Question: Where can inner-city Kalamazoo schoolgirls ages 9 through 14 experience hands-on career exploration with women lawyers, scientists, pilots, and world travelers, AND experience college life?
Answer: Kalamazoo College, July 7 through 13.
The Tate-Stone Travel Writers Academy—a program of the Merze Tate Travel Club—has teamed with K, Western Michigan University’s Lewis Walker Institute, Ladies’ Library Association, Black Arts and Cultural Center, Community Voices magazine, and other Kalamazoo-area sponsors to offer a unique six-day residential academy for Kalamazoo schoolgirls.
According to Tate-Stone organizer and Community Voices Editor Sonya Bernard-Hollins, the Travel Writers Academy will help girls meet inspirational women, allow them to work and lead service projects in their own community, introduce them to the field of media, expose them to a college setting, and help prepare them to take advantage of The Kalamazoo Promise, a program that provides free college tuition to Kalamazoo Public School graduates.
The Tate-Stone students, selected through essay applications, will create their own Girls Can! Magazine based on the women and places they visit and photograph during their stay at K.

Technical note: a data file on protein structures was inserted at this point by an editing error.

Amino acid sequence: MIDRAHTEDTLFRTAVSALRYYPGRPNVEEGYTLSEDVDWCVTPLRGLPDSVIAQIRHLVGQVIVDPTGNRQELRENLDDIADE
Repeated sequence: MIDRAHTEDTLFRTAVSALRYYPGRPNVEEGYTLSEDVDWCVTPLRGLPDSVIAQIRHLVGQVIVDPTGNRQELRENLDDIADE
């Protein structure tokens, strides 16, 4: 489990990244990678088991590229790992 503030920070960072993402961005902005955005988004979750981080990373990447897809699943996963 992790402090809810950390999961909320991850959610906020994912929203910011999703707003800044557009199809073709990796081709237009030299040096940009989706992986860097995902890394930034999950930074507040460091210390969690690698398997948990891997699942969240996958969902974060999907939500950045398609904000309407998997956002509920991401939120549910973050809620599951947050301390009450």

The Travel Writers Academy takes its name from two leading Kalamazoo educators.
Merze Tate was a 1927 WMU graduate and the first African-American to graduate from Oxford University. She became a professor at Howard University, an international expert on disarmament, and a successful businesswoman.
Lucinda Hinsdale-Stone helped form women′s clubs across Michigan during the 1800s, one being the now historic Ladies’ Library Association in downtown Kalamazoo. She and her husband, James Stone, were important Kalamazoo College leaders in the mid-1800s. Both women were world travelers who championed women’s educational opportunities, and chaperoned young women on educational travels.
For more information and to learn how to sponsor a student to the Tate-Stone Travel Writers Academy at K, email firstname.lastname@example.org, or call Sonya Bernard-Hollins at (269) 365-4019.
By Mallory Zink ’15